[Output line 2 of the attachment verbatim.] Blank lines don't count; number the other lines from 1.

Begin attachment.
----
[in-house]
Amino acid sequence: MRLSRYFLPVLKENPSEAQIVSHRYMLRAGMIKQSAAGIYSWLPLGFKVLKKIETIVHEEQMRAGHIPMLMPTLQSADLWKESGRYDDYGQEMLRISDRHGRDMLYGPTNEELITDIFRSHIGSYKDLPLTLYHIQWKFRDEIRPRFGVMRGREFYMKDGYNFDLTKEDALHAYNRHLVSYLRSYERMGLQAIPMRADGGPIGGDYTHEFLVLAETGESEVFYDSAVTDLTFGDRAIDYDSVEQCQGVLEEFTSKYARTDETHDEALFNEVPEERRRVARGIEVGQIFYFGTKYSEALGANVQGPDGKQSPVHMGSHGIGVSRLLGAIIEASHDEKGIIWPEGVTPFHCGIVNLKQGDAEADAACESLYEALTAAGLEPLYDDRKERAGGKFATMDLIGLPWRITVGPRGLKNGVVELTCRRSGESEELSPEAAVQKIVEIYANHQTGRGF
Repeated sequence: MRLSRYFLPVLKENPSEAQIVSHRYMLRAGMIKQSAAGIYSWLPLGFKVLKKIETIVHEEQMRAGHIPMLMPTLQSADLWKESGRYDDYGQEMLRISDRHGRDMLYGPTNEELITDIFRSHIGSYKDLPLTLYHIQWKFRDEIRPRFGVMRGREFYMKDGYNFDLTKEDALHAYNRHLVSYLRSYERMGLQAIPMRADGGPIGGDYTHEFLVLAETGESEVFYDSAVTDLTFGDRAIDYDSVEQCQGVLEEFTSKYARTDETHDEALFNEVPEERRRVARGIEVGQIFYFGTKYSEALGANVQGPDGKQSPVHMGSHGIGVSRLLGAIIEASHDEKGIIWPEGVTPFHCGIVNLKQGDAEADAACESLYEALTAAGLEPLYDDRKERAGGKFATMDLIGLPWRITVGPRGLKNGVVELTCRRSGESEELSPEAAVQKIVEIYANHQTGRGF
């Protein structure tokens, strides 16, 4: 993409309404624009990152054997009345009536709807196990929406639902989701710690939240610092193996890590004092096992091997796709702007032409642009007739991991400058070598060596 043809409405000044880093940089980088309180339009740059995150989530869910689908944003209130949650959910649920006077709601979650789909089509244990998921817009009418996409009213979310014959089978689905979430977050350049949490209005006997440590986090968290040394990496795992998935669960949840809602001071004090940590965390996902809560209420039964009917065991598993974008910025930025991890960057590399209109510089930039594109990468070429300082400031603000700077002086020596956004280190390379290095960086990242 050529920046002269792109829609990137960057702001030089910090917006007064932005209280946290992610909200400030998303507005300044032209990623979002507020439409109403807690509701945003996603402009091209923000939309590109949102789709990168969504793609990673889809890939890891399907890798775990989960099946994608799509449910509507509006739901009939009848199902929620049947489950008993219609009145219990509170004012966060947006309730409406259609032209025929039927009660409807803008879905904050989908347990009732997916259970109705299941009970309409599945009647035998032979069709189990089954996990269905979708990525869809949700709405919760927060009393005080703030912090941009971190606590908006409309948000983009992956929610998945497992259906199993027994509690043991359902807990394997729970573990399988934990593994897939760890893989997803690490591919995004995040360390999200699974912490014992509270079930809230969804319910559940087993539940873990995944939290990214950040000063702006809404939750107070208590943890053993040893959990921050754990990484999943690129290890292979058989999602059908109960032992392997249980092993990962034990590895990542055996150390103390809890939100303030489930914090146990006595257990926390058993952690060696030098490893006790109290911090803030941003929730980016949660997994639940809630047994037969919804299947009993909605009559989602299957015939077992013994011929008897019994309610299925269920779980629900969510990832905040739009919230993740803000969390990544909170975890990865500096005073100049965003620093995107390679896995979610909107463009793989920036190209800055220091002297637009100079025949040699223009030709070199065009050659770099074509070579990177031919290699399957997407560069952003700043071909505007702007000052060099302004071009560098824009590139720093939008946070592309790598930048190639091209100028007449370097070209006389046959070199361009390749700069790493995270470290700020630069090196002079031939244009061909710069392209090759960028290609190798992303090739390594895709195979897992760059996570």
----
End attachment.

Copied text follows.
Amino acid sequence: MRLSRYFLPVLKENPSEAQIVSHRYMLRAGMIKQSAAGIYSWLPLGFKVLKKIETIVHEEQMRAGHIPMLMPTLQSADLWKESGRYDDYGQEMLRISDRHGRDMLYGPTNEELITDIFRSHIGSYKDLPLTLYHIQWKFRDEIRPRFGVMRGREFYMKDGYNFDLTKEDALHAYNRHLVSYLRSYERMGLQAIPMRADGGPIGGDYTHEFLVLAETGESEVFYDSAVTDLTFGDRAIDYDSVEQCQGVLEEFTSKYARTDETHDEALFNEVPEERRRVARGIEVGQIFYFGTKYSEALGANVQGPDGKQSPVHMGSHGIGVSRLLGAIIEASHDEKGIIWPEGVTPFHCGIVNLKQGDAEADAACESLYEALTAAGLEPLYDDRKERAGGKFATMDLIGLPWRITVGPRGLKNGVVELTCRRSGESEELSPEAAVQKIVEIYANHQTGRGF